Don't get me wrong. Barack Obama's famous mantra, "I prefer to look forward instead of backward" was a palliative signal to war criminals in the previous administration (including Bush and Cheney's architects of tyranny and torture in the Department of Justice, John Yoo and Jay Bybee), that the new president would not push for their prosecution. Obama's oft-quoted words succeeded, at least during his first year in office, in tamping down his supporters' well-documented desire for criminal prosecutions. But former vice president Dick Cheney, Bush "torture lawyer" John Yoo and Bush's close advisor Karl Rove must have felt a chill when they saw that the number-one wish citizens posted on the website that President-elect Obama created before he entered office was a full-fledged criminal investigation into their misdeeds and those of their boss. Ever since, all three have adopted the classic posture of "the best defense is an offense," with Cheney and his daughter Liz hitting the TV talk shows with a vengeance while Yoo and Rove have used their recently published books to burnish the Bush administration's image with their lies — no doubt hoping that if repeated enough, the American people will accept their version of events during the years 2000-2008.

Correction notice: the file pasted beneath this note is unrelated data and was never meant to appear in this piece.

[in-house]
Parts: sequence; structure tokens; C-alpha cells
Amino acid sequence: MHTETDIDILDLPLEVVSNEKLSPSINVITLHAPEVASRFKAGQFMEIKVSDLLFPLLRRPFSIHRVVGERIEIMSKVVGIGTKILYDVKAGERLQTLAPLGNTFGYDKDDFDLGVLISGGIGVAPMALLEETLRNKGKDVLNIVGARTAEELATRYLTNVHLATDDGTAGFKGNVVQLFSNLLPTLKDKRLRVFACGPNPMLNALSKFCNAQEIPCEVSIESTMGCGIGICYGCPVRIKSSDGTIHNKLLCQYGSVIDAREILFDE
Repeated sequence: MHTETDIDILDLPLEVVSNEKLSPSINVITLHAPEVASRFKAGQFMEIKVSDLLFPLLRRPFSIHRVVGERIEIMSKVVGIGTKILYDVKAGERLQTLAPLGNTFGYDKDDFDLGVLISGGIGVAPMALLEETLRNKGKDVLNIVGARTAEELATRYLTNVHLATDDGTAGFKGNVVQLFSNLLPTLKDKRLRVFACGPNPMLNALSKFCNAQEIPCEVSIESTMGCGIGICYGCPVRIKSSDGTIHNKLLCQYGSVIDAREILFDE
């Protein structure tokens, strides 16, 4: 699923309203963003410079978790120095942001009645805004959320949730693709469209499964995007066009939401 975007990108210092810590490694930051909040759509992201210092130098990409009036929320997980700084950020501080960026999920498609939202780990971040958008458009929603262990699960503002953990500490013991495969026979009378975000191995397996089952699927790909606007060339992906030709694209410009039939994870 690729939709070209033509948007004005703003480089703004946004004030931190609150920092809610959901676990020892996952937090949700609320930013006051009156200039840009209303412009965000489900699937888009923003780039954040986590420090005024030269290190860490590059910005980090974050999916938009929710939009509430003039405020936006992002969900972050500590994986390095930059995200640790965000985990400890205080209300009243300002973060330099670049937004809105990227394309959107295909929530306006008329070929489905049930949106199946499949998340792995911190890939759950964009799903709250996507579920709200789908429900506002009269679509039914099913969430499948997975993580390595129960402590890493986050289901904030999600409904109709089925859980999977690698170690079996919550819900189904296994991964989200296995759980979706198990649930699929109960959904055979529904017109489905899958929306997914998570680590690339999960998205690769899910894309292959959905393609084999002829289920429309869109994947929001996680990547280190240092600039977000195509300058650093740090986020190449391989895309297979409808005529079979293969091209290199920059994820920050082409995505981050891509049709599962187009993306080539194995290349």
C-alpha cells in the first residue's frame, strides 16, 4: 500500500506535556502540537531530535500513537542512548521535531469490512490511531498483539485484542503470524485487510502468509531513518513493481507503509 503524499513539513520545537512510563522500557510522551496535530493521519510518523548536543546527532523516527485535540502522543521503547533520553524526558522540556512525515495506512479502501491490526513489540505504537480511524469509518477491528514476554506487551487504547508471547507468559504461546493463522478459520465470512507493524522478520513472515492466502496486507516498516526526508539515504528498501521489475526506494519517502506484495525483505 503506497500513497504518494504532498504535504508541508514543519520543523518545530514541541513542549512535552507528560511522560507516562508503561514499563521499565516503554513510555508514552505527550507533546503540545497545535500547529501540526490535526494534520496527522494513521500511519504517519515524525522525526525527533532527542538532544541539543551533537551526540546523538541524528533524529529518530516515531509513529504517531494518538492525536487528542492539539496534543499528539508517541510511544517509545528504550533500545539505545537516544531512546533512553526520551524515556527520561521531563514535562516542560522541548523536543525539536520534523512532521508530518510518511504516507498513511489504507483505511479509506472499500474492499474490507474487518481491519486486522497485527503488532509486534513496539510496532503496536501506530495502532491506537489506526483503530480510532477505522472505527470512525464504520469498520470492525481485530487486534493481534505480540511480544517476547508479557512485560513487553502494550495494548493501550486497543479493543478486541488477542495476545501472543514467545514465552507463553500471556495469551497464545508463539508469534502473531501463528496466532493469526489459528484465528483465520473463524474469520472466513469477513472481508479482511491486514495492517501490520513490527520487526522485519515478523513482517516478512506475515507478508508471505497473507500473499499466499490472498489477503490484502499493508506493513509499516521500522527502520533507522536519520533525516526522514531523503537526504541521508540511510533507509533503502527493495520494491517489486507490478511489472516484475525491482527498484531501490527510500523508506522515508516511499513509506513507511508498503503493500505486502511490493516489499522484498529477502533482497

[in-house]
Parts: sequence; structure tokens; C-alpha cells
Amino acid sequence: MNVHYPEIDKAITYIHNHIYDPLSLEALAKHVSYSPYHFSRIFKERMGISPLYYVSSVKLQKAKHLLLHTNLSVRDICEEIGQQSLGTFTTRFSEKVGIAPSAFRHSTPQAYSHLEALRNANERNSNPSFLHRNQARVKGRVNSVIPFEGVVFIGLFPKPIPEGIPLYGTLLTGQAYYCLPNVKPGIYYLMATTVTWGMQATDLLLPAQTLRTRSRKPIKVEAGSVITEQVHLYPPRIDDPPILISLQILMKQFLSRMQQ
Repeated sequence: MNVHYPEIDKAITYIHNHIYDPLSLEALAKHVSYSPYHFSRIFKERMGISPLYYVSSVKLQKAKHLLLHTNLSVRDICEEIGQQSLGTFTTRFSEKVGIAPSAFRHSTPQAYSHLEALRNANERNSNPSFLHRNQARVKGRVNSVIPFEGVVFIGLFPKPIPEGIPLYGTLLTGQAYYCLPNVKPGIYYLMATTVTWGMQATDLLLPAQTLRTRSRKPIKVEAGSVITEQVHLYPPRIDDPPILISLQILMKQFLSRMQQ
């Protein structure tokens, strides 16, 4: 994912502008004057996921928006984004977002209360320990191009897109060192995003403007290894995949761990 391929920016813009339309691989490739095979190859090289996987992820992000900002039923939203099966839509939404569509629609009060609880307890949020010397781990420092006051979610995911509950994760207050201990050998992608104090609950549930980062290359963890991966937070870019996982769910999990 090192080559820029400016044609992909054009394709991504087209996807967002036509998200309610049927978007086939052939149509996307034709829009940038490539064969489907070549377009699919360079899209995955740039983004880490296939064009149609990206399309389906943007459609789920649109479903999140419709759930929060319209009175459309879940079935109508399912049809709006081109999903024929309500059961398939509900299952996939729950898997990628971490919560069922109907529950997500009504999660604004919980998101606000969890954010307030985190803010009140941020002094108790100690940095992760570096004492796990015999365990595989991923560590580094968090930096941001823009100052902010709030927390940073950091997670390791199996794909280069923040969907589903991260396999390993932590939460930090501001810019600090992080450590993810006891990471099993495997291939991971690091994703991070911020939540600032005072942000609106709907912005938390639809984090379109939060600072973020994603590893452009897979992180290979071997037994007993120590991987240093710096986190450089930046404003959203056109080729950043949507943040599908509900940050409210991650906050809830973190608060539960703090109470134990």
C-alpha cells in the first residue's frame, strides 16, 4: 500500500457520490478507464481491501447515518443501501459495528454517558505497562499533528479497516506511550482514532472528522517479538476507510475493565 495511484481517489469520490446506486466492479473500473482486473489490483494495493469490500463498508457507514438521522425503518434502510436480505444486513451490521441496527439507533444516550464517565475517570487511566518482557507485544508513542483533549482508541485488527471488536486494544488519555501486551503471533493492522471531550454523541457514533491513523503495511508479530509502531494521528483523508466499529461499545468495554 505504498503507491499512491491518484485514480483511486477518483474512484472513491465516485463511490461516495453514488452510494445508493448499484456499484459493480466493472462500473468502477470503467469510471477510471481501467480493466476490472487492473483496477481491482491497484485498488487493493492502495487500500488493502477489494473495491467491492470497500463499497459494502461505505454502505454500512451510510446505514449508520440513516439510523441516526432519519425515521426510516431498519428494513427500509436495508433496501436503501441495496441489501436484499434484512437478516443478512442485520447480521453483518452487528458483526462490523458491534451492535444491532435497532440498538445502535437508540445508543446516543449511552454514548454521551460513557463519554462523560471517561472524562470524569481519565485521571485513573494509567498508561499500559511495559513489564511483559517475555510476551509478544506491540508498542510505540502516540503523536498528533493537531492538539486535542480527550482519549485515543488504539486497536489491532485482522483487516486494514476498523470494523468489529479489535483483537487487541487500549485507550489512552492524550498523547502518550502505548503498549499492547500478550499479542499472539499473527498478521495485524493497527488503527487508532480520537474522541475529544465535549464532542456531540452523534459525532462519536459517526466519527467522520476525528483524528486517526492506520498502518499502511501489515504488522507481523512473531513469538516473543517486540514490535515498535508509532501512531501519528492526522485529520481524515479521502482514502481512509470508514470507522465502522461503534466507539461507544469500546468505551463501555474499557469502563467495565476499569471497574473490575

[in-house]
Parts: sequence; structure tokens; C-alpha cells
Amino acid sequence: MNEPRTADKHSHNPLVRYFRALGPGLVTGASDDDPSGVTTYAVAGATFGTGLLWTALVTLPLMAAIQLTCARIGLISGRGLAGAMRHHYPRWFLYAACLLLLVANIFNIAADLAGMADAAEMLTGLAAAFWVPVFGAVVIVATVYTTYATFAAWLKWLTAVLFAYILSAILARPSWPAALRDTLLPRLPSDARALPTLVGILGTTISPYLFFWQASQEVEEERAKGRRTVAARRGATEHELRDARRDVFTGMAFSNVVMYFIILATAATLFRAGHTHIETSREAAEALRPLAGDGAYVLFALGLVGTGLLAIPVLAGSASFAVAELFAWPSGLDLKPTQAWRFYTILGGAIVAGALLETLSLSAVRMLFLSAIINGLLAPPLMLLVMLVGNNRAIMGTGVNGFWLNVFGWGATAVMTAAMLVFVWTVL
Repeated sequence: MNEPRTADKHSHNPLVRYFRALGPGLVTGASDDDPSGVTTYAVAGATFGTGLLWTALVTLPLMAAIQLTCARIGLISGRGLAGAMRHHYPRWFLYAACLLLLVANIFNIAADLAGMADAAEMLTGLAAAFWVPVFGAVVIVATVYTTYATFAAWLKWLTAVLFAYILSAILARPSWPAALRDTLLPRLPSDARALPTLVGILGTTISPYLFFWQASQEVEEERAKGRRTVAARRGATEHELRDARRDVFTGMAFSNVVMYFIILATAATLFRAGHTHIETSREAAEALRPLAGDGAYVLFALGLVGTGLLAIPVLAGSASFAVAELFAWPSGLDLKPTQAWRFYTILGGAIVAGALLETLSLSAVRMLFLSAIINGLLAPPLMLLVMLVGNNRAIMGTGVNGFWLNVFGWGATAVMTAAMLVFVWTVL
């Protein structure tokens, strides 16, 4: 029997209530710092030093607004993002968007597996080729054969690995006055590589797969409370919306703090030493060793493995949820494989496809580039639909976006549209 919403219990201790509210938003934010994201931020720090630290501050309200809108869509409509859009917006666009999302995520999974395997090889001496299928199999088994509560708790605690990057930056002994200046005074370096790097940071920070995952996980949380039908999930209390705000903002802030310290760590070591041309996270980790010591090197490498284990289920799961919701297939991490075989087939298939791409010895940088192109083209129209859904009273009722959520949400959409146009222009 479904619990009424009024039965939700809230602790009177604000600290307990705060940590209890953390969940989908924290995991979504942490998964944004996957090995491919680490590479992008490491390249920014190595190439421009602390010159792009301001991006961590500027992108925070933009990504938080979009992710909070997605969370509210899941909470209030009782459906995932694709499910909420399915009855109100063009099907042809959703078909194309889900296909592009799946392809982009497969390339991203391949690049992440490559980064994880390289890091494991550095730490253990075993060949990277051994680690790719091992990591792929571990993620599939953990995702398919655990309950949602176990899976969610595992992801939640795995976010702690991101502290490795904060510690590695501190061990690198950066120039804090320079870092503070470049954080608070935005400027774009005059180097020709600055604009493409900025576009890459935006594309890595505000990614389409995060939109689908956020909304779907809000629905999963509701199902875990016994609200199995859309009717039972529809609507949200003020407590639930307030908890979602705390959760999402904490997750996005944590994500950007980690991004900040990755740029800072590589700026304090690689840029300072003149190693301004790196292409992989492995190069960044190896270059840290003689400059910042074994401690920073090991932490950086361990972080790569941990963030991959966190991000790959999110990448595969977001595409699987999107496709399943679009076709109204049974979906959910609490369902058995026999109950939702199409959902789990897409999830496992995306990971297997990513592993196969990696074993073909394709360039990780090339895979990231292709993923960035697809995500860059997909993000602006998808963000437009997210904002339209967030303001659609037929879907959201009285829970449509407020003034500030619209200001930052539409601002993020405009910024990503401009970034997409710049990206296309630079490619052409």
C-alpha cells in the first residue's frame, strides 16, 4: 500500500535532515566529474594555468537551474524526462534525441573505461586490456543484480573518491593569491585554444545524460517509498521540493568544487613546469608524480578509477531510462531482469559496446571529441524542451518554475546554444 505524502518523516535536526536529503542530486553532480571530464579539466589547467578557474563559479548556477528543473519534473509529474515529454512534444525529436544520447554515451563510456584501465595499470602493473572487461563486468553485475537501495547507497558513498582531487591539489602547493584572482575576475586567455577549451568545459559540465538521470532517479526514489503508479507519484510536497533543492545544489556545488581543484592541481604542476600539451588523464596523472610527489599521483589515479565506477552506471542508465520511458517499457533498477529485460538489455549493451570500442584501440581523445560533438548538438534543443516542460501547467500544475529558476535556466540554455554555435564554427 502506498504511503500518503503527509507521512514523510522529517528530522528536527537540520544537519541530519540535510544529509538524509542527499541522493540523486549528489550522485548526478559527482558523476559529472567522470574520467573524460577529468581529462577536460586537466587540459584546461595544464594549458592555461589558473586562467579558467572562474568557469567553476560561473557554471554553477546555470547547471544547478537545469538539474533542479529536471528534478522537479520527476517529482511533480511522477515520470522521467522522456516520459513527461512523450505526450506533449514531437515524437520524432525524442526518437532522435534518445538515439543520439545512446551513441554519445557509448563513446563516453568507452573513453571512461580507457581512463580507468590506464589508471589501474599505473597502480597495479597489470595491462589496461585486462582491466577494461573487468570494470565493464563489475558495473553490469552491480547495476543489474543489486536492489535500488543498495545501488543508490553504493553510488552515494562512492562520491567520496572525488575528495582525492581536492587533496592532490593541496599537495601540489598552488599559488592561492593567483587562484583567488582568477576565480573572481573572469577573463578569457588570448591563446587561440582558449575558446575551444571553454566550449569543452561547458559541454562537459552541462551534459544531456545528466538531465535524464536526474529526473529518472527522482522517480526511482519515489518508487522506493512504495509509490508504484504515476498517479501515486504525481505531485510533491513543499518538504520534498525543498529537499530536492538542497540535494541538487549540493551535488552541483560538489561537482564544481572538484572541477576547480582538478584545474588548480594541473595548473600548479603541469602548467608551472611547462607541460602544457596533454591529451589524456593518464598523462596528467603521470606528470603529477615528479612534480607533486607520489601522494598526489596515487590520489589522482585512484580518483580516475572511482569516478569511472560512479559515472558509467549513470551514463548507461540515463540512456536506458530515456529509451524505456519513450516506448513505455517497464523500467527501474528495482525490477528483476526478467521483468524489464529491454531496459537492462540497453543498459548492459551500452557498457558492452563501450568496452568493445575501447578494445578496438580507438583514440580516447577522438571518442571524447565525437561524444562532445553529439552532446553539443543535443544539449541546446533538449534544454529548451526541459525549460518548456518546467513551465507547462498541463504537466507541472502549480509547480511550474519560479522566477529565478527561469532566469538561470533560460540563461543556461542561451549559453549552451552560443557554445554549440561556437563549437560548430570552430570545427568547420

Will they succeed? The jury is still out. For the most part, the Tea Party movement of angry middle-class Americans does not appear to be aligned to either Republicans or Democrats, despite Republican fear-mongering efforts to blame the Obama administration for their ills. The Cheneys' efforts to weaken the Obama administration's Department of Justice by attacking DOJ lawyers who defended detainees during the Bush administration actually backfired. John Yoo, now back at Berkeley where he teaches law, has reportedly had to revert to holding his classes in secret because of the unrelenting efforts of protestors who want him prosecuted for war crimes. Equally unnerving for his fellow co-conspirators, a federal judge recently allowed a lawsuit brought by an American torture victim to go forward against former Defense Secretary Donald Rumsfeld. And over 150 lawyers and human rights campaigners meeting in Beirut, Lebanon chose former US attorney General Ramsey Clark to head an international campaign to investigate Bush-era war crimes, with a commitment to prosecuting and indicting the defendants in the U.S.